The battle of James Ellis (played by Michael Shea) and Sam Thompson (Adrian Dunbar) to stage the play Over the Bridge in face of censorship in 1950s Belfast: Two Angry Men is one of the short films in competition at the 10th Irish Film Festa (March 30th – April 2nd, Rome).
We spoke to the director Toto Ellis, James’ son.
The story of your father James Ellis and Sam Thompson is a big one: how did you work to make it fit into a short film?
Truth be told, the wider story of their battle to stage Over the Bridge easily merits a feature length telling of the story, as many who have seen the film have commented. Not only is the context of the Harland and Woolf shipyards and the bubbling issue of religious division in Northern Ireland worthy of dramatisation, there’s also the deeper back story behind Chairman McKee (the villain of the piece) as well as a fascinating bust up with Orson Welles in Dublin and the story of Laurence Olivier bringing the play on tour in the UK.
However, for the short film, we sharply focused on the days where Thompson and Ellis battle to stage the play, with a specific focus on their appeals to Chairman McKee (who barred the play in the first place) followed by their attempts to approach the other theatres in Belfast, but to no avail.
We really zoomed in on the meetings in pubs and offices at close quarters where much of the drama played out – we found the intensity of those moments between Thompson and Ellis and between them and the various powers that be to provide the perfect amount of story for a short film, as well as being able to convey the very heart of the story. It was these crucial conversations and negotiations where the main crux and tension of the story lay, as well as of course in the play’s scenes, which were so important for us to factor into the short.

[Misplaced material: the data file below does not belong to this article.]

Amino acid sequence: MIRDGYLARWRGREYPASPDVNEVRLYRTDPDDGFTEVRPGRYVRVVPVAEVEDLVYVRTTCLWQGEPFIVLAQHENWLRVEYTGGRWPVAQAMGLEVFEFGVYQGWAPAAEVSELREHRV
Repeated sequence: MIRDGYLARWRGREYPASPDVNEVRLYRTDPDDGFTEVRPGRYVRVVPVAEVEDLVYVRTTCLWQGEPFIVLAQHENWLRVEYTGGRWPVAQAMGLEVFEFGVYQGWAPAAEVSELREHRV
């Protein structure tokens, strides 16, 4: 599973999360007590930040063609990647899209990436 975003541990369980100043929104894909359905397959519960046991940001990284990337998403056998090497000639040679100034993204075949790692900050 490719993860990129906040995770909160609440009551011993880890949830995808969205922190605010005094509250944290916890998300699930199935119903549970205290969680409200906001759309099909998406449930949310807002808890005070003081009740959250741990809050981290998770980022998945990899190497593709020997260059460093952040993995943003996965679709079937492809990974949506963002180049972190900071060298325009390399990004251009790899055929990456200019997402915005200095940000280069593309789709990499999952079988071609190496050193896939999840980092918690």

It’s worth mentioning that whilst Ellis and Thompson were having their own battles with Over the Bridge, artists such as John Osborne, Arthur Miller and Elia Kazan were fighting their own battles on English and American soil to stage or film difficult but important stories.
How did you cast Michael Shea and Adrian Dunbar as Ellis and Thompson?
Adrian Dunbar was a friend and colleague of Jimmy’s for many, many years as well as a wonderful friend to the Ellis family overall. After Jimmy’s death, just as we were in development with the script, I was at an event Adrian was speaking at, and suddenly I just saw him as the perfect Sam Thompson. Not only is Adrian roughly the age that Sam was at the time, but he also has this big presence that’s so similar to the way Thompson was always described to me – he can fill a room with his intensity, steadfastness and frankly his Northern Irishness. I knew from that moment that I wanted Adrian to play Thompson, and walked right up to him to ask him. He’s been the most incredible partner on the project ever since, actively involved in everything from script development to the surrounding publicity of the film.
Finding a “Jimmy” felt at one point like an impossible task. Firstly because such an actor would have to play someone as unique and as loved in Belfast and the wider acting world as Jimmy. But secondly because I was not only casting someone to play my own father (who’s sadly no longer with us), but moreover a 20-something version of my dad who I’d never witnessed in person. We really lucked out. My godmother has taught actors at LAMDA for many, many years and called up one day and said she had this star pupil who wasn’t only one of the best in his year group, but was also from Northern Ireland. We met up in Soho for a quick screen test and within minutes I felt he captured the intensity of Jimmy. By coincidence, I had lunch with my mother right after, and brought Michael Shea along. He then passed the ultimate test, approval from my mother (Jimmy’s late wife) that this was “our Jimmy”. This wasn’t of course about trying to find a “lookalike” or “impersonator” of Jimmy – more someone who could bring to life the character of Jimmy for the telling of the story in 2017.
Why did you choose to film Two Angry Men in black and white?
Well funnily enough we didn’t film in black and white. We shot in 4k colour, but lit everything for black and white, and then switched it across to black and white in post-production. This gave us a film that’s ostensibly in black and white, but weirdly has a colour and depth to it. The choice was made not just to signal the period (1959), but also to give the film a kind of film noir intensity as we see Ellis and Thompson continually meet in the shadows to try and outfox and outmanoeuvre those trying to halt their progress.